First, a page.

Justin Trudeau is using Stephen Harper's numbers of a 30 per cent reduction from 2005 emissions levels by 2030. To hear him tell it, anything above that would destroy the country or at least our economy. Pure bullshit.
Then there's a new article from Bill McKibbon in The New Republic. You'll be wanting to sit down to read this:
The future of humanity depends on math. And the numbers in a new study released Thursday are the most ominous yet.
Those numbers spell out, in simple arithmetic, how much of the fossil fuel in the world’s existing coal mines and oil wells we can burn if we want to prevent global warming from cooking the planet. In other words, if our goal is to keep the Earth’s temperature from rising more than two degrees Celsius—the upper limit identified by the nations of the world—how much more new digging and drilling can we do?
Here’s the answer: zero.
The new numbers are startling. Only four years ago, I wrote an essay called “Global Warming’s Terrifying New Math.” In the piece, I drew on research from a London-based think tank, the Carbon Tracker Initiative. The research showed that the untapped reserves of coal, oil, and gas identified by the world’s fossil fuel industry contained five times more carbon than we can burn if we want to keep from raising the planet’s temperature by more than two degrees Celsius.
...“What we found is that if you burn up all the carbon that’s in the currently operating fields and mines, you’re already above two degrees,” says Stephen Kretzmann, OCI’s executive director. It’s not that if we keep eating like this for a few more decades we’ll be morbidly obese. It’s that if we eat what’s already in the refrigerator we’ll be morbidly obese.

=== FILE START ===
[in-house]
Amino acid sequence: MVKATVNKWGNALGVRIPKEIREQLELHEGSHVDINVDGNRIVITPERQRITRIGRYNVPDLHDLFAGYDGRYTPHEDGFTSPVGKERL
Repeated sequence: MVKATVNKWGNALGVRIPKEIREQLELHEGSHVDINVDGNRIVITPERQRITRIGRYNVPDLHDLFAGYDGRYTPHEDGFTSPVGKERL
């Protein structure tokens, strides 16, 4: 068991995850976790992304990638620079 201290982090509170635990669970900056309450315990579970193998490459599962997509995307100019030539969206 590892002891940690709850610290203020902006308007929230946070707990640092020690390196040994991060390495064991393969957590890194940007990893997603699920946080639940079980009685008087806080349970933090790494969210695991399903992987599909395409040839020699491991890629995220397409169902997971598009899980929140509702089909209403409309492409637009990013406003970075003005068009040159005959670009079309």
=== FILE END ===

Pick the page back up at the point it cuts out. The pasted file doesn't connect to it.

“Absent some incredible breakthrough in mythical carbon-sucking unicorns, the numbers say we’re done with the expansion of the fossil fuel industry,” says Kretzmann. “Living up to the Paris Agreement means we must start a managed decline in the fossil fuel industry immediately—and manage that decline as quickly as possible.”
A "managed decline." In Paris last December, Potsdam Institute director, Hans Joachim Schellnhuber, used a different term, "induced implosion," in imploring our political caste to use their power to shut down the fossil energy giants as soon as possible.
There's your problem - a scientific diagnosis that is unacceptable politically. That goes, in spades, for Canada. If you're going to have a "managed decline" or an "induced implosion" you would begin by shutting down the dirtiest, highest-carbon fossil fuels. Coal is one. Then there's the highest-carbon variety of ersatz petroleum, bitumen. That means the Tar Sands.
A "managed decline" means that we have to put ourselves on a carbon diet which begins by switching to conventional, lower-carbon fossil fuels while we speed up the transition to alternate, clean energy. That may be good news for the sweet crude resources of the Middle East but that only gives us cause to redouble our efforts to transition off fossil energy.
Or we can take the politically favoured alternative, the one our grandkids will pay dearly for in the decades to come. That's the clear choice of the government of Canada.